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Scientists Call for Moratorium on New Oilsands Development

Consensus not an attack on Alberta, but an argument for 'Plan B,' signatories say.

Crawford Kilian 10 Jun

Crawford Kilian is a contributing editor of The Tyee

Over a hundred prominent scientists in the U.S., Canada, Australia and Britain have called for a moratorium on any new projects to develop the Canadian oilsands, "unless consistent with an implemented plan to rapidly reduce carbon pollution, safeguard biodiversity, protect human health, and respect treaty rights."

In announcing their "consensus" at a press conference on Wednesday morning, the scientists pointed out that investment in further development would "double down, even quadruple down" Canada's commitment to an unsustainable energy source, leaving a "legacy for generations."

The scientists listed 10 reasons for a moratorium, which can also be found on their website The statement concludes: "We believe the time has come for scientists to speak out about the magnitude and importance of the oil sands issue and to step forward as participants in an informed and international public dialogue. Working together, we can solve the energy problems before us. It is not too late, but the time to act is now."

The signatories represent a broad range of physical, environmental, and social sciences, with substantial numbers from western Canadian institutions including Simon Fraser University and the University of Calgary. Among them are Thomas Homer-Dixon, Mark Jaccard, Michael Byers, David W. Schindler, and Andrew Weaver.

American signatories include Michael E. Mann, James Hansen, Anne and Paul Ehrlich, as well as economics Nobel laureate Kenneth J. Arrow. All told, the signatories include 12 Fellows of the Royal Society of Canada, 22 members of the U.S. National Academy of Sciences, and five members of the Order of Canada.

In a telephone news conference announcing the statement on Wednesday morning, the main signatories explained its origins and purpose. Dr. Wendy Palen of Simon Fraser University said the consensus emerged in a paper the signatories published in Nature Magazine in 2014. This led to a synthesis of the environmental, economic, and social-justice aspects of increasing development.

An argument for Plan B

Dr. Thomas Homer-Dixon of the University of Toronto said at the news conference that "The longer we wait, the worse the eventual costs will be." Canada has two options, he said: to step back from development or to "go rogue and dig ourselves deeper into our hole." He said the consensus was not an attack on Alberta, but an argument for a Plan B.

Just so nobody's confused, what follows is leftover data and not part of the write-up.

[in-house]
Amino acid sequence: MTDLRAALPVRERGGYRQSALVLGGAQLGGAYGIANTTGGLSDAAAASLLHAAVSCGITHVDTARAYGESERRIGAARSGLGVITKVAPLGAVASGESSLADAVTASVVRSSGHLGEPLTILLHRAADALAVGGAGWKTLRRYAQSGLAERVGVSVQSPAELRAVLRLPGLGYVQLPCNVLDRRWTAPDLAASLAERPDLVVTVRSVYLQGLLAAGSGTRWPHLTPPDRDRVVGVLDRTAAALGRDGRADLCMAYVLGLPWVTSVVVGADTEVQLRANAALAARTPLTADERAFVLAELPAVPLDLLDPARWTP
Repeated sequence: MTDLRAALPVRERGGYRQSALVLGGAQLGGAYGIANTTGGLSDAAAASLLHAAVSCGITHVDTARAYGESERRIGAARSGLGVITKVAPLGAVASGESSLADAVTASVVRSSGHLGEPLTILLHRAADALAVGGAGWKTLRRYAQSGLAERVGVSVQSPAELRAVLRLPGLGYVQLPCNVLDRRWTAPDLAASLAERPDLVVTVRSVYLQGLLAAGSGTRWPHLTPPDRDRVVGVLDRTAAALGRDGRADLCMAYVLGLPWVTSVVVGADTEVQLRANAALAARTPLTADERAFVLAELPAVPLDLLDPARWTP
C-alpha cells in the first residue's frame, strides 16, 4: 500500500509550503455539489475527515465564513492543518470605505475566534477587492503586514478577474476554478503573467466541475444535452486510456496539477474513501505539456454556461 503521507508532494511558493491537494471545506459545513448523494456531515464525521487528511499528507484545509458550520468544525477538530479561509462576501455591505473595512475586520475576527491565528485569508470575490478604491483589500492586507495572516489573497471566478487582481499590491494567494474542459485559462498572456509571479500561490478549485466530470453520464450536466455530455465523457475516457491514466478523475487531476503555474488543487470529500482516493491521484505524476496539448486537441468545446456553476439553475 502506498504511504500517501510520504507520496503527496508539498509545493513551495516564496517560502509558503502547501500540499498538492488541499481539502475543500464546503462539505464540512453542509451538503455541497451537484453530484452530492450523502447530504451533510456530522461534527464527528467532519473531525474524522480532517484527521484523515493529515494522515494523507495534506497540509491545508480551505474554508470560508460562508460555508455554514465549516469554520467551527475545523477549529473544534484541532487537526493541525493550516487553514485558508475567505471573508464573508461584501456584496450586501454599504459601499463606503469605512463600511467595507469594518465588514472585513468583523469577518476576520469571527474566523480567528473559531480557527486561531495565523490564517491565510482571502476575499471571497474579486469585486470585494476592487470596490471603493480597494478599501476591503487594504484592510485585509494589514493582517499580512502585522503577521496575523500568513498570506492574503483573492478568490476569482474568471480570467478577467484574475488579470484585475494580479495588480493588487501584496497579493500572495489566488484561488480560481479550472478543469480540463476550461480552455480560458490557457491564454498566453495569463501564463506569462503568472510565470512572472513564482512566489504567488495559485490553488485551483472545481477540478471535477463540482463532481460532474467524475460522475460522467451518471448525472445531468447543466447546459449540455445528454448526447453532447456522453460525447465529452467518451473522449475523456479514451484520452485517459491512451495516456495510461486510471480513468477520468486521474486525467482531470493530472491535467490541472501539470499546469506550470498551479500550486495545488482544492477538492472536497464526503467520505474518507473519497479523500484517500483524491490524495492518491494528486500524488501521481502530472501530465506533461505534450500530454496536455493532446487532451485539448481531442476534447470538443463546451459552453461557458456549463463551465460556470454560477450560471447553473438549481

Dr. Mark Jaccard of Simon Fraser said: "Research shows we shouldn't be doubling down, even quadrupling down our investment" as fossil fuels become high-cost energy sources.

Dr. Ken Lertzman of Simon Fraser argued that "Social justice is another reason to support the moratorium." While indigenous people are most at risk from development, he said, "Consultation with them has been neglected in oil development."

In the course of the conference, the signatories answered a number of questions, pointing out that to keep carbon dioxide below 450 parts per million, further development of the oilsands beyond current production of two million barrels per day is not possible.

Dr. Thomas Sisk of Northern Arizona University warned that new energy pipelines would have "long and large impacts." David Schindler, an expert in boreal ecosystems at the University of Alberta, pointed out that such pipelines would cross hundreds of rivers and streams, "and you can't remove oil from under ice." He also noted that ice breakup in the spring poses a "formidable threat" to pipelines, and the impact of pipelines on threatened caribou populations is uncertain.

At the end of the conference, Homer-Dixon suggested that Alberta's "Plan B" might involve becoming a world leader in ultra-deep geothermal energy: "Albertans are good at drilling holes." The province could become a world leader in the selling of advanced drilling technology, he said. He also suggested possibilities in creating biodiesel from canola.  [Tyee]

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